The Paleface (1948)

Jane Russell and Bob Hope
Jane Russell and Bob Hope

'The Paleface' is a comedy movie, and Western parody made in 1948, directed by Norman Z McLeod, and starring Bob Hope and Jane Russell. It was the highest grossing movie that Bob Hope made in his career and the third highest grossing movie of 1948. The film is notable for the song 'Buttons and Bows', sung by Hope, which won the Academy Award for Best Song.

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Jane Russell appears in her third picture as the gunslinging Calamity Jane, and she takes her chance well to show her quality as an actress, singer, and comedienne. She is recruited by the US government to help track down a gang who are selling guns to the Indians. She goes undercover, posing as an emigrant on a wagon train, and pretends to fall in love with and marries Painless Peter Potter, an incompetent and cowardly dentist played to the hilt by Bob Hope. As Painless, he has a wonderful time, playing his stock 'cowardly lecher' character and wisecracking his way through every situation. " Help, help, there's a million Indians out here against one coward!"

Much of the humor in 'The Paleface' is along predictable lines with Indians inhaling the dentist's laughing gas and Hope performing all manner of unheroics, leading to his being mistaken for a courageous Indian fighter thanks to Jane's sharpshooting. Hope is of course madly attracted to the curvaceous Russell - "You've got just the kind of mouth I like to work on." There's a running joke about the endlessly postponed consummation of the marriage as Russell gets on with the job of defeating the bad guys.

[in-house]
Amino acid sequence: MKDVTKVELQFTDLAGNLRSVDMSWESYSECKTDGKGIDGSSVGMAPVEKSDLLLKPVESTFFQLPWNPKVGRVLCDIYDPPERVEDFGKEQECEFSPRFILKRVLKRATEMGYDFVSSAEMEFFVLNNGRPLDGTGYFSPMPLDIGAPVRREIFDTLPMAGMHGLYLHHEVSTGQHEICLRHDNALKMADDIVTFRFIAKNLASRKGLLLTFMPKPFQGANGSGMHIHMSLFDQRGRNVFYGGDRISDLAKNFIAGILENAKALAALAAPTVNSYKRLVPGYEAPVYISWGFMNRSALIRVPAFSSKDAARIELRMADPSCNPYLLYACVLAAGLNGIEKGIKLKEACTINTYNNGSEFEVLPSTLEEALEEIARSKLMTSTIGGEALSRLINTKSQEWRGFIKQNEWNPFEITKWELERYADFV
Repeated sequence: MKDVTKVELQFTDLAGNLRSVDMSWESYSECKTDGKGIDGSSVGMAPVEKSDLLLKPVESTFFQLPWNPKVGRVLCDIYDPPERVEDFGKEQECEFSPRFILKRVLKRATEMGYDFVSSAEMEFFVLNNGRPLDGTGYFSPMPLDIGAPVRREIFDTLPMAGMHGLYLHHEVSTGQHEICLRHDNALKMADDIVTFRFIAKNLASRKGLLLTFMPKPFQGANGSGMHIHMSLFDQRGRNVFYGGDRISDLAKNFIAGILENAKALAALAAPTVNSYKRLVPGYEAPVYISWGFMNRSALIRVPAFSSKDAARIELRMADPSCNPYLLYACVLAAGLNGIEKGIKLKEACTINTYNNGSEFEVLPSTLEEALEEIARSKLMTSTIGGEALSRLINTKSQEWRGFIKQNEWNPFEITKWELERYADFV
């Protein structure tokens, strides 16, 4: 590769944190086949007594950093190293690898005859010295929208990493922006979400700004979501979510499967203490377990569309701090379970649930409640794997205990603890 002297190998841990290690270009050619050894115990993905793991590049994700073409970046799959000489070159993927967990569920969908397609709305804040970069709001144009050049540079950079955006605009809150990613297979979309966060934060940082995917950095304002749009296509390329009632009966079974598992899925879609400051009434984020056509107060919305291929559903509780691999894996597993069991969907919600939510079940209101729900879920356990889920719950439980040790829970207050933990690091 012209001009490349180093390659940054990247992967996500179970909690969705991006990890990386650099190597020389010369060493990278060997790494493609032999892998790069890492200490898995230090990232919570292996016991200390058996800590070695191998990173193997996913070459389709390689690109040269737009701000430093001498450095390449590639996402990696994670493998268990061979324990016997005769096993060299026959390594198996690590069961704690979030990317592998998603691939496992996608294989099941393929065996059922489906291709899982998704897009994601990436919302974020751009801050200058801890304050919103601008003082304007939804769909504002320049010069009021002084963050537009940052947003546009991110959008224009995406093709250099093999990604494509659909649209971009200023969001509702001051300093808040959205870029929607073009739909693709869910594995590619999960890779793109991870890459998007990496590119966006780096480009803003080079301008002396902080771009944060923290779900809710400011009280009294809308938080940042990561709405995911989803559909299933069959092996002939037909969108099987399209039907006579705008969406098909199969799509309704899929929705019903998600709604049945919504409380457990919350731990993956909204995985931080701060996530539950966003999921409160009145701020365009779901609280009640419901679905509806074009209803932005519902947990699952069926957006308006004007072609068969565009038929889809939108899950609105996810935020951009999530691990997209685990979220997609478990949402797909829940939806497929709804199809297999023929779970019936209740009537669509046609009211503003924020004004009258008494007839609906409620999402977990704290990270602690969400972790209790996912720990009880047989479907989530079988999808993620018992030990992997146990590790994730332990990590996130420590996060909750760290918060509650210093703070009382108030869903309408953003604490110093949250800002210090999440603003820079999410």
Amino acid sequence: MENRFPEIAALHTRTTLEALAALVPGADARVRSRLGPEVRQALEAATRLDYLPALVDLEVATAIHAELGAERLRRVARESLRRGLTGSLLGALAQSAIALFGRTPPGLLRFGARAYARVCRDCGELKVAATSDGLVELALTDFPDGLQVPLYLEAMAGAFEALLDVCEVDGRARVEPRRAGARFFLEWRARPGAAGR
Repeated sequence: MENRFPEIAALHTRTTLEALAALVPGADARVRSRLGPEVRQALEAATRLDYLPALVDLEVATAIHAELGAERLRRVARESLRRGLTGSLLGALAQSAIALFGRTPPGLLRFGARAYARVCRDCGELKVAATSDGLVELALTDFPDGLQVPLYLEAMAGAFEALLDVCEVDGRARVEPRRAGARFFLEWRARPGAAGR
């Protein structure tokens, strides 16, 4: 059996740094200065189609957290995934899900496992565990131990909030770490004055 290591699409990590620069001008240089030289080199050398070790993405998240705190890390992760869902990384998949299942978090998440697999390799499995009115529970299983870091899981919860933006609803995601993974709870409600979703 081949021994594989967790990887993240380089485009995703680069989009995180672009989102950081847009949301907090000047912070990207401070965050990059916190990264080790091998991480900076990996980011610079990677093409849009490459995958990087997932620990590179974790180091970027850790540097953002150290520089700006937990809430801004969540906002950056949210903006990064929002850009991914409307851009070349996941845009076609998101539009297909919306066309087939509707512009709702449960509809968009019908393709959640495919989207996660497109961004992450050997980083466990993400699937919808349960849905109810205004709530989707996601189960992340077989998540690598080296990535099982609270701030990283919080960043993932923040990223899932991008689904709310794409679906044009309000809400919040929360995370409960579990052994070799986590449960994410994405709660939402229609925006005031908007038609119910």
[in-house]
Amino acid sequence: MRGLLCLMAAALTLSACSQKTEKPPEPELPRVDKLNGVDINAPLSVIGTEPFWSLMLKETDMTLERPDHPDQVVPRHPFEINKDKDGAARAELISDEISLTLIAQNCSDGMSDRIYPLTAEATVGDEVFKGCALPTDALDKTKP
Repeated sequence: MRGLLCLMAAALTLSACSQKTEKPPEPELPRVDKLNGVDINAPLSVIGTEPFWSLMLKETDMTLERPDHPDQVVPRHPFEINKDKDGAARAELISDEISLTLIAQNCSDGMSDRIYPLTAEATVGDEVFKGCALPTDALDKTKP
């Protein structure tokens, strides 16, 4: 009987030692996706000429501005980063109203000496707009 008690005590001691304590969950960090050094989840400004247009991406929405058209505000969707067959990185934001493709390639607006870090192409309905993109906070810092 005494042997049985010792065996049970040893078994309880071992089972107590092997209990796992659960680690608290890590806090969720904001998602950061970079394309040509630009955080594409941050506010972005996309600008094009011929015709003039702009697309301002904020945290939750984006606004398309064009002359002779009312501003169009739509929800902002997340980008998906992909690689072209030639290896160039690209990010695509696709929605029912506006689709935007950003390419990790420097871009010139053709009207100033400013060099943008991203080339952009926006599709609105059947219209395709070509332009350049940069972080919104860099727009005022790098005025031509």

Painless and Calamity are captured and taken to an Indian camp, where Indians are played both by Chief Yowlachie, (a genuine Native American) and by Iron Eyes Cody (an Italian-American who passed as a Native American). The comedy at their expense, though hardly politically correct, is too silly to give serious offense.

Hope gives a pleasing rendition of the song 'Buttons and Bows', written by Victor Young, which won an Oscar. Four years later 'Buttons and Bows' was repeated in a sharp and equally funny sequel, titled 'Son of Paleface', (directed by the writer of 'The Paleface', Frank Tashlin). Hope and Russell are reunited, although as different characters, and are this time supported by Roy Rogers, and his horse Trigger, who gets a song of his own, 'A Four Legged Friend'.

'The Paleface' is undoubtedly one of Hope's best films, and the chemistry with his delightful foil, Jane Russell, helps make this a classic comedy movie.

Main Cast

Bob Hope ... 'Painless' Peter Potter
Jane Russell ... Calamity Jane
Robert Armstrong ... Terris
Iris Adrian ... Pepper
Bobby Watson ... Toby Preston
Jackie Searl ... Jasper Martin
Joseph Vitale ... Indian Scout
Charles Trowbridge ... Gov. Johnson
Clem Bevans ... Hank Billings
Jeff York ... Big Joe
Stanley Andrews ... Commissioner Emerson
Wade Crosby ... Jeb
Chief Yowlachie ... Chief Yellow Feather
Iron Eyes Cody ... Chief Iron Eyes
John Maxwell ... Village gossip


Director ... Norman Z. McLeod
Producer ... Robert L. Welch
Screenplay ... Edmund L. Hartmann, Frank Tashlin
Screenwriter (Additional Dialogue) ... Jack Rose
Music ... Victor Young
Cinematography ... Ray Rennahan
Release Date ... 24 December, 1948
Runtime ... 91 min
Format ... Color (Technicolor)
Distribution Company ... Paramount Pictures

Academy Awards

One Win:
Best Music, Original Song ... Jay Livingston, Ray Evans, for the song "Buttons and Bows"
No Unsuccessful Nominations: